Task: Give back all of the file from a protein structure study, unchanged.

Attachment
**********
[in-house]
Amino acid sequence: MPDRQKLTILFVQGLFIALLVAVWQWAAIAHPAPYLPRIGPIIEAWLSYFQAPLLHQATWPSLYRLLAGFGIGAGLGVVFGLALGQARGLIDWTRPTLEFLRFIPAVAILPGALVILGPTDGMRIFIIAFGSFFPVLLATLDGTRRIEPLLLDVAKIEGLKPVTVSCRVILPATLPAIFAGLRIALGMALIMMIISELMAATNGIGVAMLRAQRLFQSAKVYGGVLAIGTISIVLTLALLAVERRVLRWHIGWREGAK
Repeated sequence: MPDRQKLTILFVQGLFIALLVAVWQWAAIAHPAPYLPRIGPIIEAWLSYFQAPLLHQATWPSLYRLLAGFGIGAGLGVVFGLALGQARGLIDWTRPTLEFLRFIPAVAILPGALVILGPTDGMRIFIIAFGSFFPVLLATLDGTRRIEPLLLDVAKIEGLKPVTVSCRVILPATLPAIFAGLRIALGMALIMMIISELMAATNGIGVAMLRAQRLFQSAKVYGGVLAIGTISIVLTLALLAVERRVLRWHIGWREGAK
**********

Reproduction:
[in-house]
Amino acid sequence: MPDRQKLTILFVQGLFIALLVAVWQWAAIAHPAPYLPRIGPIIEAWLSYFQAPLLHQATWPSLYRLLAGFGIGAGLGVVFGLALGQARGLIDWTRPTLEFLRFIPAVAILPGALVILGPTDGMRIFIIAFGSFFPVLLATLDGTRRIEPLLLDVAKIEGLKPVTVSCRVILPATLPAIFAGLRIALGMALIMMIISELMAATNGIGVAMLRAQRLFQSAKVYGGVLAIGTISIVLTLALLAVERRVLRWHIGWREGAK
Repeated sequence: MPDRQKLTILFVQGLFIALLVAVWQWAAIAHPAPYLPRIGPIIEAWLSYFQAPLLHQATWPSLYRLLAGFGIGAGLGVVFGLALGQARGLIDWTRPTLEFLRFIPAVAILPGALVILGPTDGMRIFIIAFGSFFPVLLATLDGTRRIEPLLLDVAKIEGLKPVTVSCRVILPATLPAIFAGLRIALGMALIMMIISELMAATNGIGVAMLRAQRLFQSAKVYGGVLAIGTISIVLTLALLAVERRVLRWHIGWREGAK